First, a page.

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Mohamad Hamouié


Born in Beirut in 1959, Mohamad Hamouie is a Lebanese architect who has always been drawn to the traditional architecture of his home region. After graduating with a degree in architecture from the American University of Beirut, Hamouie was appointed as an assistant professor at the University where he taught Lebanese Traditional Architecture with Professor Friedrich Ragette, Islamic Urbanism with Professor Jad Tabet, and Architectural Drawing with Professor Martin Geisen.

Hamouie’s private research and practice have made him one of the leaders of New Traditional Architecture in the Middle East. He is currently a Professor of Practice and the Director of the Institute of Islamic Art & Architecture at the Lebanese American University in Beirut, School of Architecture & Design. He has also served as Board Member of the Saudi Council of Engineers.


In 1993, Hamouie established his private practice. His first project as an independent Architect, a Central Mosque in Shkodër, Albania was nominated for the Aga Khan Award for Architecture in 2001. Through his comprehensive knowledge of history and awareness of local context, Hamouie has created original award winning designs that are site specific and culturally-attuned.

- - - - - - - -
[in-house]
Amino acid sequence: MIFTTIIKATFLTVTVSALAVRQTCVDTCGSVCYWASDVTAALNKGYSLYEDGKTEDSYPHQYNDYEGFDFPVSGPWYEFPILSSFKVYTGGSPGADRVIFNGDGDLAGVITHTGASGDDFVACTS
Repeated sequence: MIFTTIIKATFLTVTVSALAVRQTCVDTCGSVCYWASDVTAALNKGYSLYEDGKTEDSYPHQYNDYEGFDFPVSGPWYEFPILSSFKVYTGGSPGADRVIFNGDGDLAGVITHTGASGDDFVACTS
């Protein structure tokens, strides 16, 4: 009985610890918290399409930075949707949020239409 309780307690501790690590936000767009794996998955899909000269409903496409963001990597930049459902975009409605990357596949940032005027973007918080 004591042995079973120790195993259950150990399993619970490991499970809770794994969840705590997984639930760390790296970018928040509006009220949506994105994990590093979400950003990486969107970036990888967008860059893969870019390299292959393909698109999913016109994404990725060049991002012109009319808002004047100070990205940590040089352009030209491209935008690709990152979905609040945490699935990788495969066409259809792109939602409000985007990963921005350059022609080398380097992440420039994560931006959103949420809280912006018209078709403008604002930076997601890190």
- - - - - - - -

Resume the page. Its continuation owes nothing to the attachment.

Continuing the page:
Over the course of his career so far, Hamouie has designed and built more than 200 projects ranging from private palaces to large urban developments. Across all these projects, Hamouie has remained rooted in, and influenced by, regional architecture. In collaboration with master craftsmen worldwide, he has designed spaces and structures that are as much guided by contemporary theories as by traditional values. This blending of influences has earned Hamouie widespread recognition. He has won first prize in a number of competitions including the Golden Island competition in Cairo Egypt, the Medinah Hotel competition in Medinah, KSA, and the Central Area Development in Salalah, Oman. Hamouie was also chosen to submit an entry for the Development of the Shamiyah Area in Makkah, KSA and the King Abdullah Mosque in Makkah. He was also chosen to design the Rajhi Grand Mosque in Riyadh, that accommodates more than 25,000 worshipers, and the Artisans’ Complex in Yazd, Iran. Recently, Hamouie has been working in collaboration with International firms on the Bawwabat Makkah Urban Development and is currently part of a consortium on the urban development of Jeddah’s old town center.